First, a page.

A permit for emissions is required before any installation begins. Failure to apply for, or being late in filing for and receiving, a "permit to operate an air contaminant source" can cause delays in installing and operating the equipment. The permit to operate is needed before the equipment can be used, and often before installation and assembly can begin. The application forms are usually complicated and, when completed, the application is subject to administrative review before approval.
The agency that develops regulations for environmental emissions is the federal Environmental Protection Agency, or EPA. The review is conducted by and the permit issued through its state agency, known as the Department of Environmental Quality, which will conduct a review to predict the level of pollutants the booth will emit.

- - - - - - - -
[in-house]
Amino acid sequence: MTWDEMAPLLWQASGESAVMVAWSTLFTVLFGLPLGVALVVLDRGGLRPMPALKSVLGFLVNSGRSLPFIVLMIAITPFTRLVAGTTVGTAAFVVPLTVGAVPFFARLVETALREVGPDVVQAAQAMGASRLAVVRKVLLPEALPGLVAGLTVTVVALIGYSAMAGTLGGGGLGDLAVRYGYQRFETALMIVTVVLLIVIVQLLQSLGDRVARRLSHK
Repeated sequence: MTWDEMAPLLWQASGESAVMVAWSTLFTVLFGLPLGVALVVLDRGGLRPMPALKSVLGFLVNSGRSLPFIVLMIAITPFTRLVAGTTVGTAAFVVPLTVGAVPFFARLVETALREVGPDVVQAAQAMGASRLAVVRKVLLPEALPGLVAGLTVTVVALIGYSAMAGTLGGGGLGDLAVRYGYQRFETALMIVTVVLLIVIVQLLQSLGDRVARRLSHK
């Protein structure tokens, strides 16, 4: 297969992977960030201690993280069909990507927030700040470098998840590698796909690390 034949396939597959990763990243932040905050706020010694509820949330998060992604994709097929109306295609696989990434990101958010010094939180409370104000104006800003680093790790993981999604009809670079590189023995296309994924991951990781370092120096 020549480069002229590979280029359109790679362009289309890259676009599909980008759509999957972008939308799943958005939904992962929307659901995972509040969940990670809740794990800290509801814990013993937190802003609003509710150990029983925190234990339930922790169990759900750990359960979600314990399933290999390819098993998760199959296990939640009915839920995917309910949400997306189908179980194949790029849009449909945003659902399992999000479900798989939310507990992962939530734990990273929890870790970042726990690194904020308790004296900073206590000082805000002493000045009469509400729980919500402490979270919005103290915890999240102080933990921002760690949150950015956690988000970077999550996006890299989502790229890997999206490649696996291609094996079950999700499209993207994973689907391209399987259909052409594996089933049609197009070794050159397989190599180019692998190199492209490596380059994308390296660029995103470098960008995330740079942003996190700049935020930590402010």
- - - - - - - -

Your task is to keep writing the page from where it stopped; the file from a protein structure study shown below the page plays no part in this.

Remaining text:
The EPA has no jurisdiction over actual booth design. It regulates the allowable amount of toxic material in exhaust stack emissions, liquid and solid waste streams.
Regarding spray booths, its standards place limitations on the amount of toxic material in the form of solvent vapor, known as volatile organic compounds (VOCs), entering the environment through the booth exhaust stack. A spray booth is not an emission control device; instead, it is designed to collect solid particulate only, not solvent vapors.
If the predicted level of emissions is acceptable, the state agency will issue a permit to operate an air contaminant source. If the pollutant level is unacceptable, the agency may deny the permit, require the use of exhaust air treatment equipment, or require the use of a different coating material.
To comply with EPA requirements, exhaust air may need to be treated with equipment installed outside the spray booth. Carbon adsorption systems, or incineration systems, for example, are acceptable methods for collecting VOCs.